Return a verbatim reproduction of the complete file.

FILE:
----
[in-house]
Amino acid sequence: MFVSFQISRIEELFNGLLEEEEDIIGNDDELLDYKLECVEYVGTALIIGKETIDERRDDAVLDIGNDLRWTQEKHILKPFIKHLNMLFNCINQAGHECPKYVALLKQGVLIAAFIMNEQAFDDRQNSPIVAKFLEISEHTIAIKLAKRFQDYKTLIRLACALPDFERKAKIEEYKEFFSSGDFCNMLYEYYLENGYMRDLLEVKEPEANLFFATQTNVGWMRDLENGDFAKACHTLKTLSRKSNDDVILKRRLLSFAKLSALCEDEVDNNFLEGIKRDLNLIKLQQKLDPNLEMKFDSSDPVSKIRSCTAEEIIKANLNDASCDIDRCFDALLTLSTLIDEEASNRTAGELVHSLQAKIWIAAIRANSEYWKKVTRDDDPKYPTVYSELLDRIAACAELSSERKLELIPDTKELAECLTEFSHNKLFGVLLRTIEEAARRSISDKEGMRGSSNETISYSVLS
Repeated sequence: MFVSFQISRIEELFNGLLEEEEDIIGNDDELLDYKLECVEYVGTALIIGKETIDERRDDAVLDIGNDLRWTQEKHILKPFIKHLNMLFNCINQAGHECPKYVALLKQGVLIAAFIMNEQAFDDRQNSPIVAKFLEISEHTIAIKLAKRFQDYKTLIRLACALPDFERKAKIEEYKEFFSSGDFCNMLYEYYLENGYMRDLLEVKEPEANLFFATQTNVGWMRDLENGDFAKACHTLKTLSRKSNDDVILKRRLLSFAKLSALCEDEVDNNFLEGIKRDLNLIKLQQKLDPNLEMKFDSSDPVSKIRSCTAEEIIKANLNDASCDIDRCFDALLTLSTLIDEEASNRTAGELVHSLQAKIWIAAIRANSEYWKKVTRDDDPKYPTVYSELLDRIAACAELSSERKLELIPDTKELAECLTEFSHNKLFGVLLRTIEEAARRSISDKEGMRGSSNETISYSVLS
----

[in-house]
Amino acid sequence: MFVSFQISRIEELFNGLLEEEEDIIGNDDELLDYKLECVEYVGTALIIGKETIDERRDDAVLDIGNDLRWTQEKHILKPFIKHLNMLFNCINQAGHECPKYVALLKQGVLIAAFIMNEQAFDDRQNSPIVAKFLEISEHTIAIKLAKRFQDYKTLIRLACALPDFERKAKIEEYKEFFSSGDFCNMLYEYYLENGYMRDLLEVKEPEANLFFATQTNVGWMRDLENGDFAKACHTLKTLSRKSNDDVILKRRLLSFAKLSALCEDEVDNNFLEGIKRDLNLIKLQQKLDPNLEMKFDSSDPVSKIRSCTAEEIIKANLNDASCDIDRCFDALLTLSTLIDEEASNRTAGELVHSLQAKIWIAAIRANSEYWKKVTRDDDPKYPTVYSELLDRIAACAELSSERKLELIPDTKELAECLTEFSHNKLFGVLLRTIEEAARRSISDKEGMRGSSNETISYSVLS
Repeated sequence: MFVSFQISRIEELFNGLLEEEEDIIGNDDELLDYKLECVEYVGTALIIGKETIDERRDDAVLDIGNDLRWTQEKHILKPFIKHLNMLFNCINQAGHECPKYVALLKQGVLIAAFIMNEQAFDDRQNSPIVAKFLEISEHTIAIKLAKRFQDYKTLIRLACALPDFERKAKIEEYKEFFSSGDFCNMLYEYYLENGYMRDLLEVKEPEANLFFATQTNVGWMRDLENGDFAKACHTLKTLSRKSNDDVILKRRLLSFAKLSALCEDEVDNNFLEGIKRDLNLIKLQQKLDPNLEMKFDSSDPVSKIRSCTAEEIIKANLNDASCDIDRCFDALLTLSTLIDEEASNRTAGELVHSLQAKIWIAAIRANSEYWKKVTRDDDPKYPTVYSELLDRIAACAELSSERKLELIPDTKELAECLTEFSHNKLFGVLLRTIEEAARRSISDKEGMRGSSNETISYSVLS